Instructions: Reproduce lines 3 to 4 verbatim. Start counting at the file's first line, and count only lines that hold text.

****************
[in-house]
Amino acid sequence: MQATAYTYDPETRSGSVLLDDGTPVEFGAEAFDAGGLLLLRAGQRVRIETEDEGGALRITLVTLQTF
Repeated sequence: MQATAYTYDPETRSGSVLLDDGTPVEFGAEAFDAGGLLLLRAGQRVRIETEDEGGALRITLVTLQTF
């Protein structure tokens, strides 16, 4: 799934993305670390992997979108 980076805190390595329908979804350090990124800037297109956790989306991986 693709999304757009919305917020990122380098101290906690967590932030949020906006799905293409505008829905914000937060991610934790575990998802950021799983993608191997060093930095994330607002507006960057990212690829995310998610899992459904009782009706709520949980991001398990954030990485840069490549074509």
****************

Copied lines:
Repeated sequence: MQATAYTYDPETRSGSVLLDDGTPVEFGAEAFDAGGLLLLRAGQRVRIETEDEGGALRITLVTLQTF
């Protein structure tokens, strides 16, 4: 799934993305670390992997979108 980076805190390595329908979804350090990124800037297109956790989306991986 693709999304757009919305917020990122380098101290906690967590932030949020906006799905293409505008829905914000937060991610934790575990998802950021799983993608191997060093930095994330607002507006960057990212690829995310998610899992459904009782009706709520949980991001398990954030990485840069490549074509």